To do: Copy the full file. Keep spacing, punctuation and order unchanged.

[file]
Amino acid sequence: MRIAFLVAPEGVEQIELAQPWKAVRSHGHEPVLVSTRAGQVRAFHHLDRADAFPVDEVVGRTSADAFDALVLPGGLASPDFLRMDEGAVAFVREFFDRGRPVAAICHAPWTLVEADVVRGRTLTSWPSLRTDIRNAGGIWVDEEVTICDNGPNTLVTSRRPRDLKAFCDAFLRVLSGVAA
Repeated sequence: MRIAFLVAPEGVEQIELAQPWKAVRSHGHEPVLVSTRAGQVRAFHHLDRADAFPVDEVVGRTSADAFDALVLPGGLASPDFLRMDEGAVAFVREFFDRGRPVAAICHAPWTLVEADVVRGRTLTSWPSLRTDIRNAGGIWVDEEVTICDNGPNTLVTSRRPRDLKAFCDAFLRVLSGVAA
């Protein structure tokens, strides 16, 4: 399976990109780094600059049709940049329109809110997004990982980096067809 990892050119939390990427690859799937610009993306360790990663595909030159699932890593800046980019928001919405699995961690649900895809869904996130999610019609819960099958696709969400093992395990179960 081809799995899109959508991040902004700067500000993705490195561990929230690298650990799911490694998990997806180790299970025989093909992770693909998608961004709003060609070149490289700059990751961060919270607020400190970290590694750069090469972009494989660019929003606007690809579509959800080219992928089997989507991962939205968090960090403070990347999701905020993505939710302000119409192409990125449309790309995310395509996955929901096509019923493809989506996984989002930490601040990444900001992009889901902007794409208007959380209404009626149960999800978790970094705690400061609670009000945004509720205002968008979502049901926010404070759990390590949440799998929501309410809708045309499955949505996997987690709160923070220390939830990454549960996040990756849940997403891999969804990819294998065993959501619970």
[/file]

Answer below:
Amino acid sequence: MRIAFLVAPEGVEQIELAQPWKAVRSHGHEPVLVSTRAGQVRAFHHLDRADAFPVDEVVGRTSADAFDALVLPGGLASPDFLRMDEGAVAFVREFFDRGRPVAAICHAPWTLVEADVVRGRTLTSWPSLRTDIRNAGGIWVDEEVTICDNGPNTLVTSRRPRDLKAFCDAFLRVLSGVAA
Repeated sequence: MRIAFLVAPEGVEQIELAQPWKAVRSHGHEPVLVSTRAGQVRAFHHLDRADAFPVDEVVGRTSADAFDALVLPGGLASPDFLRMDEGAVAFVREFFDRGRPVAAICHAPWTLVEADVVRGRTLTSWPSLRTDIRNAGGIWVDEEVTICDNGPNTLVTSRRPRDLKAFCDAFLRVLSGVAA
């Protein structure tokens, strides 16, 4: 399976990109780094600059049709940049329109809110997004990982980096067809 990892050119939390990427690859799937610009993306360790990663595909030159699932890593800046980019928001919405699995961690649900895809869904996130999610019609819960099958696709969400093992395990179960 081809799995899109959508991040902004700067500000993705490195561990929230690298650990799911490694998990997806180790299970025989093909992770693909998608961004709003060609070149490289700059990751961060919270607020400190970290590694750069090469972009494989660019929003606007690809579509959800080219992928089997989507991962939205968090960090403070990347999701905020993505939710302000119409192409990125449309790309995310395509996955929901096509019923493809989506996984989002930490601040990444900001992009889901902007794409208007959380209404009626149960999800978790970094705690400061609670009000945004509720205002968008979502049901926010404070759990390590949440799998929501309410809708045309499955949505996997987690709160923070220390939830990454549960996040990756849940997403891999969804990819294998065993959501619970």